Influences of the height and the tip radius of curvature of tactile dots on the operational performance in cellular phones

Wataru Toyoda, Kentaro Saito, Kouki Doi, Hiroshi Fujimoto

Research output: Contribution to journalArticle

Abstract

Tactile dots (dot-shaped tactile symbols) placed on the operation keys of consumer products such as cellular phones contribute to improving accessibility for everyone, including persons with visual impairment. JISC (Japanese Industrial Standards Committee) and ISO (International Organization for Standardization) standardized tactile dots and bars. However, sufficient reliable data on the appropriate sizes and cross-section shapes of tactile dots and bars was not necessarily available. Therefore, more quantitative data for optimal dimensions of tactile dots and bars is required to revise existing standards and devise new standards. In this paper, we evaluated influences of the height (0.1, 0.3, 0.55 and 0.75 mm, without tactile dot) and the tip radius of curvature (0.1, 0.3, 0.5, 0.7 and 0.9 mm) of tactile dots on the operational performance in cellular phones. 16 sighted younger participants, whose hand was covered by a curtain, were asked to operate cellular phones with a tactile dot on its key 5 and without tactile dots. As the result, both too high and low height dots are not effective to improve the operational performance of cellular phones and there is an appropriate range of the height of tactile dots regardless of the tip radius of curvature. Furthermore, participants performed better at a particular height with larger tip radius of curvature.

Original languageEnglish
Pages (from-to)3495-3503
Number of pages9
JournalNihon Kikai Gakkai Ronbunshu, C Hen/Transactions of the Japan Society of Mechanical Engineers, Part C
Volume78
Issue number794
DOIs
Publication statusPublished - 2012
Externally publishedYes

Fingerprint

Consumer products
Standardization

Keywords

  • Accessible design
  • Assistive technology
  • Cellular phone
  • Ergonomics
  • Height
  • Human engineering
  • Human interface
  • Radius of curvature
  • Standard
  • Tactile dot

ASJC Scopus subject areas

  • Mechanical Engineering
  • Mechanics of Materials
  • Industrial and Manufacturing Engineering

Cite this

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title = "Influences of the height and the tip radius of curvature of tactile dots on the operational performance in cellular phones",
abstract = "Tactile dots (dot-shaped tactile symbols) placed on the operation keys of consumer products such as cellular phones contribute to improving accessibility for everyone, including persons with visual impairment. JISC (Japanese Industrial Standards Committee) and ISO (International Organization for Standardization) standardized tactile dots and bars. However, sufficient reliable data on the appropriate sizes and cross-section shapes of tactile dots and bars was not necessarily available. Therefore, more quantitative data for optimal dimensions of tactile dots and bars is required to revise existing standards and devise new standards. In this paper, we evaluated influences of the height (0.1, 0.3, 0.55 and 0.75 mm, without tactile dot) and the tip radius of curvature (0.1, 0.3, 0.5, 0.7 and 0.9 mm) of tactile dots on the operational performance in cellular phones. 16 sighted younger participants, whose hand was covered by a curtain, were asked to operate cellular phones with a tactile dot on its key 5 and without tactile dots. As the result, both too high and low height dots are not effective to improve the operational performance of cellular phones and there is an appropriate range of the height of tactile dots regardless of the tip radius of curvature. Furthermore, participants performed better at a particular height with larger tip radius of curvature.",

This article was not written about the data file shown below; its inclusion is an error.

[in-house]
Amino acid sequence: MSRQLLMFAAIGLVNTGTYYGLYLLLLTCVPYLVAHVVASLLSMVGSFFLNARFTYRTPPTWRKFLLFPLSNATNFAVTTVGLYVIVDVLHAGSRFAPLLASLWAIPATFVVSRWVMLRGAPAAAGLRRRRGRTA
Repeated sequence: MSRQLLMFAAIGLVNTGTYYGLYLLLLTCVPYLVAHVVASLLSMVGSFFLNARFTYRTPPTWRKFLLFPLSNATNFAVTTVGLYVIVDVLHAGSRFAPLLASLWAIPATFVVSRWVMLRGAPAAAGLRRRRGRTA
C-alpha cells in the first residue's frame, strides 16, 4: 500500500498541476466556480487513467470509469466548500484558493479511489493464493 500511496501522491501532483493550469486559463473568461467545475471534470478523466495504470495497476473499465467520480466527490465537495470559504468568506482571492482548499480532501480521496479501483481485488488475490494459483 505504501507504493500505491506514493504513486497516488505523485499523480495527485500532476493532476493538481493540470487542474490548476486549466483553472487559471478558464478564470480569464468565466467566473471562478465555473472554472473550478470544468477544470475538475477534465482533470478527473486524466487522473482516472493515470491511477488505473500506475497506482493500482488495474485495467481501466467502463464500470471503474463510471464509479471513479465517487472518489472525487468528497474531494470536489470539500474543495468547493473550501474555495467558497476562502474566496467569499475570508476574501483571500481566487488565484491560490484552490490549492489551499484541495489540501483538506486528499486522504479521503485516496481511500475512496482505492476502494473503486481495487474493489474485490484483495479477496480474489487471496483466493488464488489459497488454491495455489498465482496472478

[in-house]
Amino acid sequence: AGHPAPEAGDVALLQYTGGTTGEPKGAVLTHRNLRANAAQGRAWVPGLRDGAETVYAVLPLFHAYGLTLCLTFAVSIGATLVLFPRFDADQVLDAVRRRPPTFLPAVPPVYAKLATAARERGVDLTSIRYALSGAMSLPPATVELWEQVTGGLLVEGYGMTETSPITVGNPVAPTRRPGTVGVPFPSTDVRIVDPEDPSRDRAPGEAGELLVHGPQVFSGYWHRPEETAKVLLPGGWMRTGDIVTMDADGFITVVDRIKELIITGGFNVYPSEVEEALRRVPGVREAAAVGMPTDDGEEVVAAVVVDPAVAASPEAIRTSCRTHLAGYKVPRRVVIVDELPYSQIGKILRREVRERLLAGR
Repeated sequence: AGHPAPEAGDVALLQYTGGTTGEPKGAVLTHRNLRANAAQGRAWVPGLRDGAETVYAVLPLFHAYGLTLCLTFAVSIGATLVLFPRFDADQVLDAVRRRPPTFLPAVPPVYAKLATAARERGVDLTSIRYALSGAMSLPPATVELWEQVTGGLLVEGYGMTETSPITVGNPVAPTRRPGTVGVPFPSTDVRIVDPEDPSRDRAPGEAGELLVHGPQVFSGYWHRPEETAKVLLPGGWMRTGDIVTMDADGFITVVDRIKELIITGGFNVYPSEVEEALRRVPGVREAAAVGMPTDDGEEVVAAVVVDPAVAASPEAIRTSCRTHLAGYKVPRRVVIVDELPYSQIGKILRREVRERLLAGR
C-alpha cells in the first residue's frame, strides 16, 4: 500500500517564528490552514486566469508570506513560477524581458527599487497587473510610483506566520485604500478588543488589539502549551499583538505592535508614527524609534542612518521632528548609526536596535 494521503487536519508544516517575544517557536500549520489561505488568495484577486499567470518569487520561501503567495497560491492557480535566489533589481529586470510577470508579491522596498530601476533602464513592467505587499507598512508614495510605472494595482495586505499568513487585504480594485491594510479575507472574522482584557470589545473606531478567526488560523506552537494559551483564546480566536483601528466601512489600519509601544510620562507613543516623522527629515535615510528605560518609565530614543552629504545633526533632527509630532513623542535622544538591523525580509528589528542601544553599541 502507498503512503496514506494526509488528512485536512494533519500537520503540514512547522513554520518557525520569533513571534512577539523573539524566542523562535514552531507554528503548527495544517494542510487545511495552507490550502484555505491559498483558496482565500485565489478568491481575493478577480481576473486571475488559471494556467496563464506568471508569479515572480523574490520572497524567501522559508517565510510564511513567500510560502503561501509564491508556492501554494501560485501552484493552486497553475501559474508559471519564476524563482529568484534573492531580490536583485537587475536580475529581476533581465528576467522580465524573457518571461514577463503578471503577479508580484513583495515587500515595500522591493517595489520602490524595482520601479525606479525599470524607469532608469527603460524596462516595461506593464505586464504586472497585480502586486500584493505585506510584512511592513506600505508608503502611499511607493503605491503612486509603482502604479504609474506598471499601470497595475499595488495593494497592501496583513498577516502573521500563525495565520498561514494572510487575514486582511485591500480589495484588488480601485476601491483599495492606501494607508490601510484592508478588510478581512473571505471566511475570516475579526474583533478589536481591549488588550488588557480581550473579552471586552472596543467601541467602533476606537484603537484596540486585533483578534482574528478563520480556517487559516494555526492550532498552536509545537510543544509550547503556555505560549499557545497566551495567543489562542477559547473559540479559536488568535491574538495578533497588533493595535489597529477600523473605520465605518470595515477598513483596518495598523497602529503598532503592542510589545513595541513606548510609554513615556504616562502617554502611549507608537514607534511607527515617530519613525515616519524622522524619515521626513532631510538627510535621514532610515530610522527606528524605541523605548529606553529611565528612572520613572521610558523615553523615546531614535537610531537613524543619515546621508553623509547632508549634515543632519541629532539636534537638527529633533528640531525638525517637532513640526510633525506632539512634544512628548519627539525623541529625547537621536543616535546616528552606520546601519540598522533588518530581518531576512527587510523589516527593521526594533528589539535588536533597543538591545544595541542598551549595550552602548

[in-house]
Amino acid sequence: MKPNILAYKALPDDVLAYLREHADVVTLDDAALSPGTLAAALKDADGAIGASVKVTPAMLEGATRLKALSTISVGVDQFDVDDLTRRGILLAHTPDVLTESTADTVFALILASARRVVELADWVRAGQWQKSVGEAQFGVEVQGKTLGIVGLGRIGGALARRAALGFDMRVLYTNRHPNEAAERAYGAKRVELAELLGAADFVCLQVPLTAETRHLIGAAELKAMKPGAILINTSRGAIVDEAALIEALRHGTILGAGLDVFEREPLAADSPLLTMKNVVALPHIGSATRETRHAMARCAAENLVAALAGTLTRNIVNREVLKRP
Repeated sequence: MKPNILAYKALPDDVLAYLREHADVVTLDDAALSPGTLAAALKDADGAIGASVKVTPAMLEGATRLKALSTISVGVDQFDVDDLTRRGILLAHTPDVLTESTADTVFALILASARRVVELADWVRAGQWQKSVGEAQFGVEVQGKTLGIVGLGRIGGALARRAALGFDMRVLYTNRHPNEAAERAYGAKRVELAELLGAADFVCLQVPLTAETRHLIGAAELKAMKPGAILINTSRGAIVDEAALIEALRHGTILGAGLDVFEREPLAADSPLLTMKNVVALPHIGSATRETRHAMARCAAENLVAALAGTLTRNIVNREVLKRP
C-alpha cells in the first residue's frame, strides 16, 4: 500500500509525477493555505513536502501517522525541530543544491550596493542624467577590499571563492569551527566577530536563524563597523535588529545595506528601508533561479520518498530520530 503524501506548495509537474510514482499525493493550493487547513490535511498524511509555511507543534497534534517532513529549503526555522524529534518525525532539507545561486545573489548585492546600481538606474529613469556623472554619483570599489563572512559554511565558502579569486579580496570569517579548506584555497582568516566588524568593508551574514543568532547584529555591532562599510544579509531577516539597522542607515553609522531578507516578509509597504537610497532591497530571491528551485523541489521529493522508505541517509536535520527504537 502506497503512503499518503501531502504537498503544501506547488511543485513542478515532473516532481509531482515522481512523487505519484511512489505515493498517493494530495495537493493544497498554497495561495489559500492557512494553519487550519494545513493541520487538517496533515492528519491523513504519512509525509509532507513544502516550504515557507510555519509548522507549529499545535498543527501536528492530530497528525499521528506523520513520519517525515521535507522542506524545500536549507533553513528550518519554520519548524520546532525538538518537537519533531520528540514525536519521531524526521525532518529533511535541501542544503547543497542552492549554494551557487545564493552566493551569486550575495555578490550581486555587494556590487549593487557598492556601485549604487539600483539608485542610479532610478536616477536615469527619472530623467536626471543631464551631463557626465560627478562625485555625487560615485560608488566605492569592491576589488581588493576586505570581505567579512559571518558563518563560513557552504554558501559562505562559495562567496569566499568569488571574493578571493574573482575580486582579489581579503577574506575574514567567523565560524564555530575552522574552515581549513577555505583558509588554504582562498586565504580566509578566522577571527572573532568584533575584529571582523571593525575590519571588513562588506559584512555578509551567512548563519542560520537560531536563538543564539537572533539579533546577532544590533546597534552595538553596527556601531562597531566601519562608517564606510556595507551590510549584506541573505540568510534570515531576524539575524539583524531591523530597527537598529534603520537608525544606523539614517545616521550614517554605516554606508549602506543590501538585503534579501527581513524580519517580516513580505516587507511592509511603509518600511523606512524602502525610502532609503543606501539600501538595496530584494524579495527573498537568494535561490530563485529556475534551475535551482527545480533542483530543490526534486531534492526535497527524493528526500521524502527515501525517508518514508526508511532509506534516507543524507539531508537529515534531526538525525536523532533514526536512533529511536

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AB - Tactile dots (dot-shaped tactile symbols) placed on the operation keys of consumer products such as cellular phones contribute to improving accessibility for everyone, including persons with visual impairment. JISC (Japanese Industrial Standards Committee) and ISO (International Organization for Standardization) standardized tactile dots and bars. However, sufficient reliable data on the appropriate sizes and cross-section shapes of tactile dots and bars was not necessarily available. Therefore, more quantitative data for optimal dimensions of tactile dots and bars is required to revise existing standards and devise new standards. In this paper, we evaluated influences of the height (0.1, 0.3, 0.55 and 0.75 mm, without tactile dot) and the tip radius of curvature (0.1, 0.3, 0.5, 0.7 and 0.9 mm) of tactile dots on the operational performance in cellular phones. 16 sighted younger participants, whose hand was covered by a curtain, were asked to operate cellular phones with a tactile dot on its key 5 and without tactile dots. As the result, both too high and low height dots are not effective to improve the operational performance of cellular phones and there is an appropriate range of the height of tactile dots regardless of the tip radius of curvature. Furthermore, participants performed better at a particular height with larger tip radius of curvature.

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